1. Sometimes, you just need to avoid overplanning vacation time.
2. Sometimes, you need to do something completely different.
3. Let go, and let God!
Fast forward to this week, when we are immensely enjoying a family vacation, which is translated into a doggy vacation for us. We drove from Tucson, AZ to Ruidoso, NM, barely leaving Interstate 10 (did you know you could drive from California to Florida without ever leaving this one highway except for gas, restroom, food and hotel stops?) with the two older Labs and one young pup in the back of our SUV. We went from Tucson's 108 degree temperature to Ruidoso's 65 degree temperature---quite a blessing in June. We used to live near Ruidoso, NM, so we were excited to be back in this neck of the woods (which, to be perfectly honest, is Arneson for "we couldn't wait to eat green chiles at every meal"). But other than that, we really didn't have any plans---quite the first for control-freaky me. We said, "Sometimes you just gotta sometimes" and employed #1 on the list above. In fact, that is the one decision we did make: not to over-plan our vacation; instead, we wanted to take it one day at a time and see how the days unfolded. What happened this morning was indicative of that rule. We got up with nothing on our agenda and wound up driving up to the top of Sierra Blanca (the mountain which houses America's southernmost snow ski resort). Having gone snow skiing here many days in our past, we thought it would be fun to go up here in the summer and take the dogs for a hike. While we were saddened to see so many acres of trees eaten alive by bark beetles, we enjoyed so much watching for wildlife, wildflowers and wild Labrador Retrievers bounding through the meadows and forests.
What an incredibly beautiful morning we had, followed by a pretty surreal view of a guy hang-gliding off the mountain on our way down. Not overplanning allowed us to experience the beauty of the earth, something I firmly believe we all need!
Since that was so successful, we decided to try for #2: doing something completely different.
This afternoon, we let the dogs take a nap (they were utterly exhausted after their hike) and Dave and I went to the horse races at Ruidoso Downs. It might be a bit embarrassing to admit, but we may or may not have said things like, "Are those numbers the odds or the horse numbers?" and "I want to bet on the pretty gray horse." Okay, honestly, both of those items may be attributed to me, but Dave was there, too. We had so much fun, although Dave tells me I simply look at watching movies, playing golf and horse racing as excuses to partake in diet coke and popcorn. So?? We had such a great time together, too, which made it all the more fun! Doing something different provided the opportunity to enjoy each others' company while enjoying new adventures.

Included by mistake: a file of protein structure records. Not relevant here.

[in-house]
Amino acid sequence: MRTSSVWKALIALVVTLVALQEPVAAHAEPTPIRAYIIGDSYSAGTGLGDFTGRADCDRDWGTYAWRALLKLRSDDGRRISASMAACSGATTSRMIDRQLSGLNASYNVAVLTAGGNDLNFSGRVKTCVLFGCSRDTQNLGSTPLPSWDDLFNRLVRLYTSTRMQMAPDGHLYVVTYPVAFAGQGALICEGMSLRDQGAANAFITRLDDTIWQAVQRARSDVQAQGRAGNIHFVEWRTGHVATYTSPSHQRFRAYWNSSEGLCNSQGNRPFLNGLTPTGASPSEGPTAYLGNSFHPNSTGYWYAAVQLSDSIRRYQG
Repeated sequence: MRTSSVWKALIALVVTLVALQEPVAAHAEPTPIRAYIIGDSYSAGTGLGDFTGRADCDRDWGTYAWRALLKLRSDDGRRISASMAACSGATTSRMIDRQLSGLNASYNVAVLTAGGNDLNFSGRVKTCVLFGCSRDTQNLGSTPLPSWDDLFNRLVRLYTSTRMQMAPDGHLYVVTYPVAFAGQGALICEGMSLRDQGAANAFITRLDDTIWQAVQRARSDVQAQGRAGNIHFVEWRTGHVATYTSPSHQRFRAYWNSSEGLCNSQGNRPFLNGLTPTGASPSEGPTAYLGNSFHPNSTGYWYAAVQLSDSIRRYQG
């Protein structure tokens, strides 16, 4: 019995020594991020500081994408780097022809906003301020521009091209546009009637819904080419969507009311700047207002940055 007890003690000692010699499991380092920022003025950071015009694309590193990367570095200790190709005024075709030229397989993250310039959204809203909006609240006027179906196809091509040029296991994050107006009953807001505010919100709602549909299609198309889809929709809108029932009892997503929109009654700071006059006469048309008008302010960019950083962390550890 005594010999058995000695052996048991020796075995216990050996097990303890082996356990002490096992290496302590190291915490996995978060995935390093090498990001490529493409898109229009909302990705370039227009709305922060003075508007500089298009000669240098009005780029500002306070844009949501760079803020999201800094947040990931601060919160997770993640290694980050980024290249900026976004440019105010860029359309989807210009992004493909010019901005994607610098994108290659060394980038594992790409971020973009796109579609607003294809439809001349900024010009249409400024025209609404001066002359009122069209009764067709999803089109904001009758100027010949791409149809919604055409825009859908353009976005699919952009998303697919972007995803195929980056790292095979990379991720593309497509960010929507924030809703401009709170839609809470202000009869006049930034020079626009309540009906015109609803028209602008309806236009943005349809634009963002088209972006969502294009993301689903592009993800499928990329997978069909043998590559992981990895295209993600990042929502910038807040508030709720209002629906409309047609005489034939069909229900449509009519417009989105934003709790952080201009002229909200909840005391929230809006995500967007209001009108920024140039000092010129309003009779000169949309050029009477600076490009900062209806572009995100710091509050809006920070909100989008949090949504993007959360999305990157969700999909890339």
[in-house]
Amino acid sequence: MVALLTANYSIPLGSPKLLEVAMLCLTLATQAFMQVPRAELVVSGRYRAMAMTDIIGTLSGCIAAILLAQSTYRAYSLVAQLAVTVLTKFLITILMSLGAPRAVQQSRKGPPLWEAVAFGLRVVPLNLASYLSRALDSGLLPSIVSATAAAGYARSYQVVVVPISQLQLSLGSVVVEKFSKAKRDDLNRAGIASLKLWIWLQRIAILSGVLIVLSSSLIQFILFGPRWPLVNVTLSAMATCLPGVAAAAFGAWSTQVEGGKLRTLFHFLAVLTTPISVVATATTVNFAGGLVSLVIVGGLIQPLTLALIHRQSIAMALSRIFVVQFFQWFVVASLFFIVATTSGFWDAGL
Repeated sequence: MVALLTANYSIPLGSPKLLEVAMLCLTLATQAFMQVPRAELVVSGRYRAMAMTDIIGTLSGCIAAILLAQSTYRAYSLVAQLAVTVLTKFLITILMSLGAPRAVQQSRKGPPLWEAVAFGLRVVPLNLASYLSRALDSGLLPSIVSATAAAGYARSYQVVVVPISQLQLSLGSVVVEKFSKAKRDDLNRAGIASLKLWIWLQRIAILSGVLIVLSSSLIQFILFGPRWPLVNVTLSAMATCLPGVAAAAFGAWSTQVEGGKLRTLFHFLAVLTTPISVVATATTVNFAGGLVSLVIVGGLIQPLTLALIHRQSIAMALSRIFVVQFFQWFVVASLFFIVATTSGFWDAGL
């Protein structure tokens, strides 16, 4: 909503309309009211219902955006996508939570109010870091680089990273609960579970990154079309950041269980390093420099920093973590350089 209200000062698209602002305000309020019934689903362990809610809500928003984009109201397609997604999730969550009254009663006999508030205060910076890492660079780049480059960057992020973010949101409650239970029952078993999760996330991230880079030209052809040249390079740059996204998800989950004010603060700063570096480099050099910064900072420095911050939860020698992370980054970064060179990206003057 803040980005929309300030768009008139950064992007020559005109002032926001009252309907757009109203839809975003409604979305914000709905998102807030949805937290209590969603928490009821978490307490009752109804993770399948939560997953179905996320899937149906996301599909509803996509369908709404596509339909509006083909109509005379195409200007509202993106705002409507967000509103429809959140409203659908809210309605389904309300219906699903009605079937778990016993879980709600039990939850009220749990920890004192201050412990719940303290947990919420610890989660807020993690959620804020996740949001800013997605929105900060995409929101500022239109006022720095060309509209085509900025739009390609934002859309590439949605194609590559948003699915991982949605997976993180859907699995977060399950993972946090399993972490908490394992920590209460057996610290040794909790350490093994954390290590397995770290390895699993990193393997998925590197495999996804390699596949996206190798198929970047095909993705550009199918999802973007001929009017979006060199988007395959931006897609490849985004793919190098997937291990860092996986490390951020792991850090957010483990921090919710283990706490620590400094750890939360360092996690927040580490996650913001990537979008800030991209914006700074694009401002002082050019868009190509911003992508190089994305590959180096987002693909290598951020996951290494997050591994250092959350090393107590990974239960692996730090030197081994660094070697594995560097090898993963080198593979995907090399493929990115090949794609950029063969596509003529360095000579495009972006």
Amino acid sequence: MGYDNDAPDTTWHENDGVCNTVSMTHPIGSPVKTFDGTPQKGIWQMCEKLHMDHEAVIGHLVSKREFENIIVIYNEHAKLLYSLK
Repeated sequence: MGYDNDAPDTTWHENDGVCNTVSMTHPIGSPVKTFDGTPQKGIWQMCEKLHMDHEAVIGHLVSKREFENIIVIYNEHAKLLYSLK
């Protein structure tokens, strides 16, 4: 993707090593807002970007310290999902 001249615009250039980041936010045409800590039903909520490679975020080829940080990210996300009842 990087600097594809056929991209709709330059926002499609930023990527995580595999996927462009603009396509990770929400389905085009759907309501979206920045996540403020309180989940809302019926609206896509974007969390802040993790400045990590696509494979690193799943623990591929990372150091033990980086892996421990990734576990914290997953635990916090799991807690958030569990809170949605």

Finally, "Sometimes you just gotta sometimes" means, above all, "Let go and let God." If I try to micromanage every little thing without allowing the beauty of life to come along, we may never have had the best experience this afternoon. When we got back to our condo and let the dogs out,we realized the folks staying next to us were sitting on their back porch just watching us play ball with the dogs (and working on training Kirby). They said (the neighbors, not the dogs), "Do you guys train dogs for a living?" When I said, "No", the 15 year old daughter said, "You should. You're really good at it", to which her twin brother and little brother nodded. How sweet is that! Dave and I quickly decided we should let go and let God by allowing the three kids to do their own dog training with our pups. We gave them each a few dog training treats and a couple of simple lessons and watched, along with their parents and grandparents, as the kids mastered some simply dog-training tricks with our dogs. The looks of joy on these kids' faces when they were able to get one of our pups to "sit", "lie down", "stay", "free!" or "heel" were reward for us as much as the dog treats were for the dogs. The mom and I ended up talking about education, as she has been a PE coach at her school for 19 years and loves her students like they are her own kids. We both shared our passions for education---something I could do all day!
All in all, I would say the vacation has been a total success! Now, what will we do tomorrow??
Just for today, perhaps we can remember that we "sometimes just gotta sometimes".